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Solid Smokeless Fuels (Report)

Volume 640: debated on Thursday 18 May 1961

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asked the Minister of Power if he will make a further statement on the recommendations made in the report of the Committee on Solid Smokeless Fuels, Command Paper No. 999.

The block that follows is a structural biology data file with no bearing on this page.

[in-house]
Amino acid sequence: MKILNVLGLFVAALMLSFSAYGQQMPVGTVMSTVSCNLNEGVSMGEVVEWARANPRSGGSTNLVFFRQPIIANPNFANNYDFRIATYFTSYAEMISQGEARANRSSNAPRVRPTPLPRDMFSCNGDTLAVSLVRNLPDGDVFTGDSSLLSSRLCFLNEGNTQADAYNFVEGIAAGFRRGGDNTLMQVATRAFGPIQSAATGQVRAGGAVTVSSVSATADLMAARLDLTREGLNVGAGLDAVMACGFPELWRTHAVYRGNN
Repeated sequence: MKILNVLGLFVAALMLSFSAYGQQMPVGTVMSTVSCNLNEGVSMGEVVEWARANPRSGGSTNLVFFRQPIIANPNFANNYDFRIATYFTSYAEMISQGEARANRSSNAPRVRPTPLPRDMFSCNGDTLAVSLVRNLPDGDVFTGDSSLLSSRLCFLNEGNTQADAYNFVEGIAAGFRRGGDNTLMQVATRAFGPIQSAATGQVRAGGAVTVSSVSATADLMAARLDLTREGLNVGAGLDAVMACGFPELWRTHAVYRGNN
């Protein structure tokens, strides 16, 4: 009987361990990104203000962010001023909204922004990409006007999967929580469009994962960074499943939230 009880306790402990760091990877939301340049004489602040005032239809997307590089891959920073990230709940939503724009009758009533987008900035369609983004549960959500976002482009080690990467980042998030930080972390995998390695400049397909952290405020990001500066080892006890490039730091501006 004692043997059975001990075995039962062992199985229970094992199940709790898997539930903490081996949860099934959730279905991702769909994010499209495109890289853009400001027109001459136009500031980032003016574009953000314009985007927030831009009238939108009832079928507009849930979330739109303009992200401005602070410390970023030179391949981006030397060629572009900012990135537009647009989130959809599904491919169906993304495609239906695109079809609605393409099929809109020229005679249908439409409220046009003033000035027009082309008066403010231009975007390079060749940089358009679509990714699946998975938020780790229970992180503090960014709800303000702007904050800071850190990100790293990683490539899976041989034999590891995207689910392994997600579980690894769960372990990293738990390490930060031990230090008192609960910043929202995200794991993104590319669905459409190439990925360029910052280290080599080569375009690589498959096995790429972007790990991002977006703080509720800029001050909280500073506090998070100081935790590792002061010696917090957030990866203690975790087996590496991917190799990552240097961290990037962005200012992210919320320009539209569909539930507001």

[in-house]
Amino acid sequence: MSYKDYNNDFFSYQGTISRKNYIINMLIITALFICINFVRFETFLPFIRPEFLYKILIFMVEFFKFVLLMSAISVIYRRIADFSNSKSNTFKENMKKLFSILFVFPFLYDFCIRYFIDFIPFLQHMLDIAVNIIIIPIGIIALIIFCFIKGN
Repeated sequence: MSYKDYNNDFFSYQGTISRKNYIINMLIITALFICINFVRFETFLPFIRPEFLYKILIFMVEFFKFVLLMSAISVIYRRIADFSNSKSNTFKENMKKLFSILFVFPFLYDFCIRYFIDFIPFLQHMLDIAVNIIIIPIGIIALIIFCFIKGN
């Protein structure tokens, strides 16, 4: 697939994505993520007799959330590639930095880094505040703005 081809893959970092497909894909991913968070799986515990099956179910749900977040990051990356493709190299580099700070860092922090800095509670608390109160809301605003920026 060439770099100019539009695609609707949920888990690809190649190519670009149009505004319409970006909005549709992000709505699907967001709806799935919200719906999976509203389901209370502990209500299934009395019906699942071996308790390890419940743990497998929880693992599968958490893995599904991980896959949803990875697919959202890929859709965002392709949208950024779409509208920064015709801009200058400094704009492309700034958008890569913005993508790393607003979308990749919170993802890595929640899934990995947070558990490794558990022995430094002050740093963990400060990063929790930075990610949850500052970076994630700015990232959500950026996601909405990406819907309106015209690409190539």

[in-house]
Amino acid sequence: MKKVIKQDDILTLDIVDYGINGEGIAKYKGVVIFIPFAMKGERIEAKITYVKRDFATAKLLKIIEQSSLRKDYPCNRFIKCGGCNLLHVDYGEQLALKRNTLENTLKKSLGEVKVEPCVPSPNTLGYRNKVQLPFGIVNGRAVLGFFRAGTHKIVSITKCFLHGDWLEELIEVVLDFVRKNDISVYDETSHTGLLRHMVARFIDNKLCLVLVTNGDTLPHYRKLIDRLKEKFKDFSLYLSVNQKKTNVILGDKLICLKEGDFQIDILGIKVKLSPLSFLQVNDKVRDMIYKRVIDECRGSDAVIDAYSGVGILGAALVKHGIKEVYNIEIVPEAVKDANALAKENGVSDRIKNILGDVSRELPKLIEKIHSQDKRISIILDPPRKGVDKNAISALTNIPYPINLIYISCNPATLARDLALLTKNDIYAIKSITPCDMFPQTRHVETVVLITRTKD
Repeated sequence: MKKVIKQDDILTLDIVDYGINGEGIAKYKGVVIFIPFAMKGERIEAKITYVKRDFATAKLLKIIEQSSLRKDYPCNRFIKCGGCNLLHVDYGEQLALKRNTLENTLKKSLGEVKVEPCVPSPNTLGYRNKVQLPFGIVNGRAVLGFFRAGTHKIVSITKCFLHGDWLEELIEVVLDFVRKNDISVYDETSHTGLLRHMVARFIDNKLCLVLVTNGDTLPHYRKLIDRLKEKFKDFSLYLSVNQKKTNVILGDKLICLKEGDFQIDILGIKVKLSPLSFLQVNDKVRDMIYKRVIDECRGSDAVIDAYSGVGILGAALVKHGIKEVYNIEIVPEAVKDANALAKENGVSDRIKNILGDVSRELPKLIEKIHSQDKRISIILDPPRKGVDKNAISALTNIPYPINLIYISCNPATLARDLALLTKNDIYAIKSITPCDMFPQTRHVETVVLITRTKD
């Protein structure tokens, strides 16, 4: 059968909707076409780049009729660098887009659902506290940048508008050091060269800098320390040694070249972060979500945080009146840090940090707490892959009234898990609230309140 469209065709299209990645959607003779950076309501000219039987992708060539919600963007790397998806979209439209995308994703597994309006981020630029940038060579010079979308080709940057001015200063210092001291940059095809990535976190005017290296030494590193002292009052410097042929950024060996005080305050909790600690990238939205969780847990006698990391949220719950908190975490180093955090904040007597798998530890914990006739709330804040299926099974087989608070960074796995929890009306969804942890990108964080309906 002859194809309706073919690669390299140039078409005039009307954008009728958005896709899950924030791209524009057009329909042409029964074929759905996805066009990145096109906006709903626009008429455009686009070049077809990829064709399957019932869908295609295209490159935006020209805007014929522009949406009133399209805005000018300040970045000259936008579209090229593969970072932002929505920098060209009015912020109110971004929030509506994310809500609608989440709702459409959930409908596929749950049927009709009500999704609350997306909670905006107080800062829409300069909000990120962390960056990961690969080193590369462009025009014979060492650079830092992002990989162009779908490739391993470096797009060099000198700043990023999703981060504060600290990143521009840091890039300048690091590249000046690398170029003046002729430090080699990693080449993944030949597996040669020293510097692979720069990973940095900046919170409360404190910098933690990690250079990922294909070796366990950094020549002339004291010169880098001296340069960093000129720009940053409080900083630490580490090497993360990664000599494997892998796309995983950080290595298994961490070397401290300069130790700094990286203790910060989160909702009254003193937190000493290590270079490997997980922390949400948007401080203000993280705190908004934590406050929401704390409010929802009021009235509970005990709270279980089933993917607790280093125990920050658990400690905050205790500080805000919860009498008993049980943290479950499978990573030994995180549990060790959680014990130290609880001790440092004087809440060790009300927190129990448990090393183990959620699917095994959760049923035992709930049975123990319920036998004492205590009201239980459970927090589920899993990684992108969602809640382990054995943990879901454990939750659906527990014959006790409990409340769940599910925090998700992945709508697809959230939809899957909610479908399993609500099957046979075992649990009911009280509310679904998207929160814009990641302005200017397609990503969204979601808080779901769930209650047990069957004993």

The Report of the Committee on Solid Smokeless Fuels (Cmnd. 999) has been fully considered by Government Departments in consultation with the Gas Council, the National Coal Board and other organisations. The Government welcomes the Committee's recommendations and considerable progress has been made in implementing them.In most areas there is a prospect of adequate supplies of coke suitable for burning in improved grates to meet the rising demand. Seven of the twelve gas boards are now producing and marketing as "Gloco" improved open fire cokes complying with the British Standard Specification. Other gas boards are marketing cokes that are also satisfactory for burning on an open fire with an improved grate. In order to ensure that these cokes are used to the best advantage, the gas industry is consulting the distributors and doing its best to see they are bought by consumers with appropriate appliances and that advice on their use is freely available.The gas industry has increased its production of premium smokeless fuels which are specially reactive and can be burnt on any open grate. My Department and the industry are discussing further increases in output. Capacity is likely to be available in the gas industry to meet the potential shortage of premium smokeless fuels in 1962, to which the Committee drew attention. Looking to the future, the National Coal Board is developing two new types of premium smokeless fuel, one at Birch Coppice in Warwickshire and the other at Graigola in Glamorganshire. Progress at both pilot plants has been satisfactory and the Board hope to have substantial quantities of these premium fuels on sale by 1965.The Committee foresaw that supplies of open fire smokeless fuels in the Northern Region and in Scotland might become scarce as time goes on. The Government is discussing with the producers the best way of ensuring that supplies of these fuels will be available in these areas when they are needed.My right hon. Friend the Minister of Housing and Local Government has now decided that, in smoke control areas in those parts of the Northern Region where smokeless open fire fuels are scarce, grant may be paid on closed stoves which will burn hard coke of which large stocks are available in the area. My right hon. Friend will shortly explain the new arrangements to the local authorities concerned. Meanwhile the British Standards Institution is working on a specification for fuels suitable for closed stoves.A Paper containing the smoke control programmes of local authorities in the black areas in England and Wales was published last July (Cmnd. 1113). This should help producers and distributors of fuels in planning to meet the demand for smokeless fuels arising from the Clean Air Programme. The information contained in the White Paper will be brought up to date from time to time.The Social Survey Division of the Central Office of Information is now making a full survey of domestic fuel use in sixty smoke control areas in England and Scotland. The results should be available later in the year and should provide additional information of value to the future planning of supplies.In view of the importance of smokeless fuel I have asked my hon. Friend the Parliamentary Secretary to become Chairman of the National Advisory Committee on Smokeless Fuels. This national committee was set up by my predecessor so that he could be given the authoritative advice of producers and distributors of smokeless fuels.